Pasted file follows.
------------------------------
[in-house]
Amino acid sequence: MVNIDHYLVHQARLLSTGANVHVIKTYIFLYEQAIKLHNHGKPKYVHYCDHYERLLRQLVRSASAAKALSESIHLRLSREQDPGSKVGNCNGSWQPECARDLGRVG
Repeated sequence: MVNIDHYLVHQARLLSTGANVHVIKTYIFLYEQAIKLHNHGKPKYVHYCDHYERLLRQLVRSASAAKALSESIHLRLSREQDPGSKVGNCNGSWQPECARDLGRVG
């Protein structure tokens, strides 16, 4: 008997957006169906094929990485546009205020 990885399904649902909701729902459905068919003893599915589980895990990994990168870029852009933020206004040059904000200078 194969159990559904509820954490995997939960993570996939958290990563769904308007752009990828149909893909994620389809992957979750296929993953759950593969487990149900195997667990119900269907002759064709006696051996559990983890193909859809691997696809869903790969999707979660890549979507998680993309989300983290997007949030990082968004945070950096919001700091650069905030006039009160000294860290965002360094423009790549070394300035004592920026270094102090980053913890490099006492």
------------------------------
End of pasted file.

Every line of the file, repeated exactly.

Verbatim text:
[in-house]
Amino acid sequence: MVNIDHYLVHQARLLSTGANVHVIKTYIFLYEQAIKLHNHGKPKYVHYCDHYERLLRQLVRSASAAKALSESIHLRLSREQDPGSKVGNCNGSWQPECARDLGRVG
Repeated sequence: MVNIDHYLVHQARLLSTGANVHVIKTYIFLYEQAIKLHNHGKPKYVHYCDHYERLLRQLVRSASAAKALSESIHLRLSREQDPGSKVGNCNGSWQPECARDLGRVG
């Protein structure tokens, strides 16, 4: 008997957006169906094929990485546009205020 990885399904649902909701729902459905068919003893599915589980895990990994990168870029852009933020206004040059904000200078 194969159990559904509820954490995997939960993570996939958290990563769904308007752009990828149909893909994620389809992957979750296929993953759950593969487990149900195997667990119900269907002759064709006696051996559990983890193909859809691997696809869903790969999707979660890549979507998680993309989300983290997007949030990082968004945070950096919001700091650069905030006039009160000294860290965002360094423009790549070394300035004592920026270094102090980053913890490099006492």